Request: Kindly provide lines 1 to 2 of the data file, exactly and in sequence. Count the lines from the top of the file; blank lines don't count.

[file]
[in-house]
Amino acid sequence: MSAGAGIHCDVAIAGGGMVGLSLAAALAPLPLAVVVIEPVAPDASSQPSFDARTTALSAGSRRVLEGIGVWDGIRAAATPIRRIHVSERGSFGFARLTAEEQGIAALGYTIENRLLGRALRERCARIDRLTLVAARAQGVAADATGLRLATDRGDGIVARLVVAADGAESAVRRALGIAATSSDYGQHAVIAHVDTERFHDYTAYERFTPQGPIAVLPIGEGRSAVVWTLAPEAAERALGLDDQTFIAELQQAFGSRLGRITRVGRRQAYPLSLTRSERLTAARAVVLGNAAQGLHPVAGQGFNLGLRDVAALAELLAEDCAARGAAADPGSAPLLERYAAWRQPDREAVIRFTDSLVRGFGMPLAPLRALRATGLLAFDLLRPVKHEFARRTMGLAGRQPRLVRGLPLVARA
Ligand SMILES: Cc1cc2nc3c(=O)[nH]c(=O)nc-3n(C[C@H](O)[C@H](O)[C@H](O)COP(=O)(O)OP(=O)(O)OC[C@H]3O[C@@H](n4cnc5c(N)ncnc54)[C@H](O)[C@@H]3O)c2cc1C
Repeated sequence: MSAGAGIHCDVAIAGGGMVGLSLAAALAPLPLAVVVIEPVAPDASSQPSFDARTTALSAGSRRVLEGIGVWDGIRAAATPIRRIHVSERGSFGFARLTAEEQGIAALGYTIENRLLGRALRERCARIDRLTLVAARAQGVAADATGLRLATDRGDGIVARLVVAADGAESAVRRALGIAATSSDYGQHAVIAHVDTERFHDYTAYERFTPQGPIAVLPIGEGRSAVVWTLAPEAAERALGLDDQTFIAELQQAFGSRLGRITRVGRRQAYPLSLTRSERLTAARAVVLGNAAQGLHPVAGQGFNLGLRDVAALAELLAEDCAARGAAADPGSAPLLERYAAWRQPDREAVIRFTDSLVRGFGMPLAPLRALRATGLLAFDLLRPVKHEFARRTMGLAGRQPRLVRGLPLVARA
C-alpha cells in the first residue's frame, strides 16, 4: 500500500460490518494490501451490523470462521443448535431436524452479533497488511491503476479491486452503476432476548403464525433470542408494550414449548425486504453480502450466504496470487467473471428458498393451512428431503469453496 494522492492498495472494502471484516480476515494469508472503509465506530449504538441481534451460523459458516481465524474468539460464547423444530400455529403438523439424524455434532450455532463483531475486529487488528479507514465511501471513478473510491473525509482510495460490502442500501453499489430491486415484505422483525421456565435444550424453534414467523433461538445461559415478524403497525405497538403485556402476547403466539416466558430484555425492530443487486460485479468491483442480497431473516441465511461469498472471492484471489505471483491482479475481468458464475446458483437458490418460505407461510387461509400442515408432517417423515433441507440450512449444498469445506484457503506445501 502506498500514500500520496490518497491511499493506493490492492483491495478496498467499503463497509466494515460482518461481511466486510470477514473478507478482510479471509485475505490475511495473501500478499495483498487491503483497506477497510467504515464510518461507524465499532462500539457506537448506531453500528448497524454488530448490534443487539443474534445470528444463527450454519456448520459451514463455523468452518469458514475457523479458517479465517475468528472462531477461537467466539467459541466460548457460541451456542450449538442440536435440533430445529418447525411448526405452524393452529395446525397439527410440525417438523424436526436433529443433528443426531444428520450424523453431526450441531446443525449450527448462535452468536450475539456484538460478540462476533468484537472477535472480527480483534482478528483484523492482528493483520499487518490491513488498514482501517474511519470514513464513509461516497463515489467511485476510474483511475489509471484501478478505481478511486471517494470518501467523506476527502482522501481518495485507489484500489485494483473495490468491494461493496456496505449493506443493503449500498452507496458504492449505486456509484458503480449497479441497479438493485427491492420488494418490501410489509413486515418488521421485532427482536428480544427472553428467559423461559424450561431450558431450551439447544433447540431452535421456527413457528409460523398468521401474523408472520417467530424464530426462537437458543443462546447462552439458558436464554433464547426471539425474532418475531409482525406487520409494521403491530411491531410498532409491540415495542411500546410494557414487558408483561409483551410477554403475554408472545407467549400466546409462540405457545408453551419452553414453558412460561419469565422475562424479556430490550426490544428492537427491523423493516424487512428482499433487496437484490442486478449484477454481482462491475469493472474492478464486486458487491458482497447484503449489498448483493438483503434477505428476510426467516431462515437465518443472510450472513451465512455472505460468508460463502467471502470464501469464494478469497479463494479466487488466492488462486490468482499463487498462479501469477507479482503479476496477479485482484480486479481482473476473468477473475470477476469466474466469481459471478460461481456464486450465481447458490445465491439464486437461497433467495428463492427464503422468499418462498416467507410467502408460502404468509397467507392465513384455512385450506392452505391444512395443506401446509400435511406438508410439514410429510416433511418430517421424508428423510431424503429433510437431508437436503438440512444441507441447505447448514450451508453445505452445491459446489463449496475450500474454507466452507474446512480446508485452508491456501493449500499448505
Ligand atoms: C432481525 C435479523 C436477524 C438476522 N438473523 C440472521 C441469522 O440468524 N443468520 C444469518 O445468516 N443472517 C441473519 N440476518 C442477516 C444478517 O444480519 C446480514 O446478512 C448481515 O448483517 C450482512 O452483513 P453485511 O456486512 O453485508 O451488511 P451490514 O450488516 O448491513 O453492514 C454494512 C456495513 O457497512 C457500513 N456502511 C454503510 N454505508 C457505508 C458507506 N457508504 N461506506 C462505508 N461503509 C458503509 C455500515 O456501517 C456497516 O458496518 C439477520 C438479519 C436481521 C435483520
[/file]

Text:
[in-house]
Amino acid sequence: MSAGAGIHCDVAIAGGGMVGLSLAAALAPLPLAVVVIEPVAPDASSQPSFDARTTALSAGSRRVLEGIGVWDGIRAAATPIRRIHVSERGSFGFARLTAEEQGIAALGYTIENRLLGRALRERCARIDRLTLVAARAQGVAADATGLRLATDRGDGIVARLVVAADGAESAVRRALGIAATSSDYGQHAVIAHVDTERFHDYTAYERFTPQGPIAVLPIGEGRSAVVWTLAPEAAERALGLDDQTFIAELQQAFGSRLGRITRVGRRQAYPLSLTRSERLTAARAVVLGNAAQGLHPVAGQGFNLGLRDVAALAELLAEDCAARGAAADPGSAPLLERYAAWRQPDREAVIRFTDSLVRGFGMPLAPLRALRATGLLAFDLLRPVKHEFARRTMGLAGRQPRLVRGLPLVARA